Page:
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May Wilkerson May Wilkerson

Graphic: Young Americans Are Ditching Beer for Wine and Liquor


Nationwide beer consumption is in steady decline. Mostly because young people are increasingly opting for the harder stuff.

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Young drinkers in the US are undergoing a shift in their preferred avenue to inebriation, according to a new study published by Goldman Sachs Investment Research. Just 20 years ago, nearly three-quarters of Americans aged 18 to 29 said their preferred booze was beer. But as you can see below, the percentage of young beer lovers has since dropped to a mere 40%.

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(Source: Gallup, Goldman Sachs Investment Research)

But just because the youngin’s are cutting back on beer doesn’t mean they’re drinking less overall. Nope! They’re simply replacing it with harder stuff. The percentage of young adults who prefer hard liquor has more than doubled, from roughly 13% in the early 1990s to around 30% today (see below). Shots all round!

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(Source: Gallup, Goldman Sachs Investment Research)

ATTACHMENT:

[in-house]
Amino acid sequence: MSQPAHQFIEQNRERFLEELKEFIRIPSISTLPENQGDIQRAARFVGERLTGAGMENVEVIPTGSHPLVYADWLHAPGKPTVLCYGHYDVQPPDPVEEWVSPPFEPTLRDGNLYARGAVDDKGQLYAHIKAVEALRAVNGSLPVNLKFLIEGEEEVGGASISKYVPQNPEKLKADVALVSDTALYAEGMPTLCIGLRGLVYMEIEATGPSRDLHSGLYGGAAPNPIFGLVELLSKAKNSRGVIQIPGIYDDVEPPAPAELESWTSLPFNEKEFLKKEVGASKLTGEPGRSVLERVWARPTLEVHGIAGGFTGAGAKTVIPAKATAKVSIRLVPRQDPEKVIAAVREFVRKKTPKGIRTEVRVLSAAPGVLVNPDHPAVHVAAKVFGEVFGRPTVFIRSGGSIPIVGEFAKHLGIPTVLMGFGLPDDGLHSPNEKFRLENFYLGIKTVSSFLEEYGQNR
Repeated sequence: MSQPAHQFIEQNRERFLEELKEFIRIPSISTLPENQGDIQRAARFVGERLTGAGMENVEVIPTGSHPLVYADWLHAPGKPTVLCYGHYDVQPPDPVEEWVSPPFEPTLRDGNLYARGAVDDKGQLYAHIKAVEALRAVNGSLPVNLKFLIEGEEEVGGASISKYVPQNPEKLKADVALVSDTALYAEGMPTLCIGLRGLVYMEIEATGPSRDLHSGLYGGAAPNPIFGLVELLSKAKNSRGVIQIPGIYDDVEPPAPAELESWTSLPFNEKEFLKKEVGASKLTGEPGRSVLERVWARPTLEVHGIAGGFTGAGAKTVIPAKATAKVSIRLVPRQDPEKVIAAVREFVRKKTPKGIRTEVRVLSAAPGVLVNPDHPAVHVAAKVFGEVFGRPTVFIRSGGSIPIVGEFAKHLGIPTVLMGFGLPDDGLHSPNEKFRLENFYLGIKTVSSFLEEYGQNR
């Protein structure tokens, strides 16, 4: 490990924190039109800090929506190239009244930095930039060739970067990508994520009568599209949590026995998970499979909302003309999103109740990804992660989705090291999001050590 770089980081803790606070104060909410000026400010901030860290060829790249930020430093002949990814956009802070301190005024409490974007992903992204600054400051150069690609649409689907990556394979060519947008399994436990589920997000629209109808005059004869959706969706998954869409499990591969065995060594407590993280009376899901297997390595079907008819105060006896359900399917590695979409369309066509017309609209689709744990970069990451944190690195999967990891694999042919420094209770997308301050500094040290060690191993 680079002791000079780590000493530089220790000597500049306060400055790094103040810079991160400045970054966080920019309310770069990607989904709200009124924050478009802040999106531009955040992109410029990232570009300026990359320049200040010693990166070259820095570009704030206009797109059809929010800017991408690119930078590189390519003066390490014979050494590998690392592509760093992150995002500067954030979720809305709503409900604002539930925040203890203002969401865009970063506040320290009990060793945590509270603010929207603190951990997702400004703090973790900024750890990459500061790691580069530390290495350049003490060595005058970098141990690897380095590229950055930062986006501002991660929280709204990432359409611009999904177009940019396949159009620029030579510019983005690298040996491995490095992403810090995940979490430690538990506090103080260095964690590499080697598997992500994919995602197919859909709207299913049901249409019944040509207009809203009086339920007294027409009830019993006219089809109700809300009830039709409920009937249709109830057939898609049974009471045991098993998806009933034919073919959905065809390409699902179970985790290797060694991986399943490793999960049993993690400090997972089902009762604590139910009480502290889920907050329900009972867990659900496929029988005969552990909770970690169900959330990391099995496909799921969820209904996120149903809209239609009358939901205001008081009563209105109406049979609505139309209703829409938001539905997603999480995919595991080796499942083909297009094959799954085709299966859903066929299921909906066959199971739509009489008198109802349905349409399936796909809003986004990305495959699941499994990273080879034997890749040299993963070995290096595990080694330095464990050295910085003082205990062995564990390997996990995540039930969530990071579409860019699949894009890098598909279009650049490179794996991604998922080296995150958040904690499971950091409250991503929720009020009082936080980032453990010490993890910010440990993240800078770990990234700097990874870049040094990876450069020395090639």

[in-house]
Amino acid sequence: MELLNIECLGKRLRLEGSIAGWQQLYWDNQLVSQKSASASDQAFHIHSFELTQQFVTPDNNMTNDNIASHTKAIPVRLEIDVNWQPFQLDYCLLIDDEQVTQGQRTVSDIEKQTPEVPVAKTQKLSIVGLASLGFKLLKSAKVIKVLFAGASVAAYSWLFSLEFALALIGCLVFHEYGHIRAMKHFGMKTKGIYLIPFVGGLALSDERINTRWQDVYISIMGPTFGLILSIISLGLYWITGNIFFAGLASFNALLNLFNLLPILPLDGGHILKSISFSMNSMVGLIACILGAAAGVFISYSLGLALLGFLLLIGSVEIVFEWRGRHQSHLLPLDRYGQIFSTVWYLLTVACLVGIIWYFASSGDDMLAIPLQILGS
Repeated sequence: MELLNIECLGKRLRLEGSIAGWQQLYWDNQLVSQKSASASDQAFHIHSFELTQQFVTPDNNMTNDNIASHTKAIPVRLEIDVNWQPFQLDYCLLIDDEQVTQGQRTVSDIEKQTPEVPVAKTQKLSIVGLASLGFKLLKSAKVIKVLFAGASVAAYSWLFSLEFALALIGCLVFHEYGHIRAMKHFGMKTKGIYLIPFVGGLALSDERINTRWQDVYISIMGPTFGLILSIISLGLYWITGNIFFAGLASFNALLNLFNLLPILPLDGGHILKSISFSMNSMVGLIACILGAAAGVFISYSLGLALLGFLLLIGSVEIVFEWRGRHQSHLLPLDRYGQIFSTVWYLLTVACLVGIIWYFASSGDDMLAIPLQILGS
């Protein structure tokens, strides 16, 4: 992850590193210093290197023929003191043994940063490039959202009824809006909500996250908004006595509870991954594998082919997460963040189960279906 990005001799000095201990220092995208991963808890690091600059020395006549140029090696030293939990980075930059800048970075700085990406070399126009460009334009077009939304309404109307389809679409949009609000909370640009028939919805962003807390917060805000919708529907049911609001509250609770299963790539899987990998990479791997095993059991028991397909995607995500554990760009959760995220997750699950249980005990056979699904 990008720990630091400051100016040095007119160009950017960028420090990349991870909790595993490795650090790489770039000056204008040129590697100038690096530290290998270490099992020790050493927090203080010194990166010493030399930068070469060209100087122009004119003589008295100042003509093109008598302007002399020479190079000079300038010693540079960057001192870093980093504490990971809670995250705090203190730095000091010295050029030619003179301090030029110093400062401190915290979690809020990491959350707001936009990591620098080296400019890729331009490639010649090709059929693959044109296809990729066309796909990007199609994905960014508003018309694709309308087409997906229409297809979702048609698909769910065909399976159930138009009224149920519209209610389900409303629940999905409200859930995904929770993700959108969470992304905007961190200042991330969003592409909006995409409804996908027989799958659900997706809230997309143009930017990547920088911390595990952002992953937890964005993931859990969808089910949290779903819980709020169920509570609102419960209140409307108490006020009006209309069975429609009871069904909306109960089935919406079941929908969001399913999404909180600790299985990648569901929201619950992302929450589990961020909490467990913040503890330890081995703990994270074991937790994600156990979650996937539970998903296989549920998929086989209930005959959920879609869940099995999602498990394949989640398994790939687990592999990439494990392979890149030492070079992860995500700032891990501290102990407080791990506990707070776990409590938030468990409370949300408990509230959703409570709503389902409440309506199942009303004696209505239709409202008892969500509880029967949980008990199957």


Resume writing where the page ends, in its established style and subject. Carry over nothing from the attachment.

And young adults’ taste for wine is also on the rise. The percentage of those who prefer the grape-based beverage has risen from around 15% in the early 1990s to just under 25% in 2014 (see below).

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But it’s not just the younger generation who are increasingly losing their taste for beer. Nationwide beer consumption dropped by nearly 9% between 2002 and 2012, though it’s likely that young people’s preferences have had a major influence. There may be a whole bunch of factors involved. The Atlantic‘s Derek Thompson pointed out last year that both health and economic concerns may play a role, since beer has higher calories and less alcohol-per-volume than wine and liquor, making it a less efficient way to get tipsy.

Another theory is that people may turn their noses up at beer because that’s what their parents drank. ”Alcohol consumption is cyclical by nature,” says Thomas Mullarkey, a market analyst with Morningstar. “Believe it or not, we tend to drink what our grandparents drank, not what our parents drank.”

My grandpa loved Scotch. So this makes sense.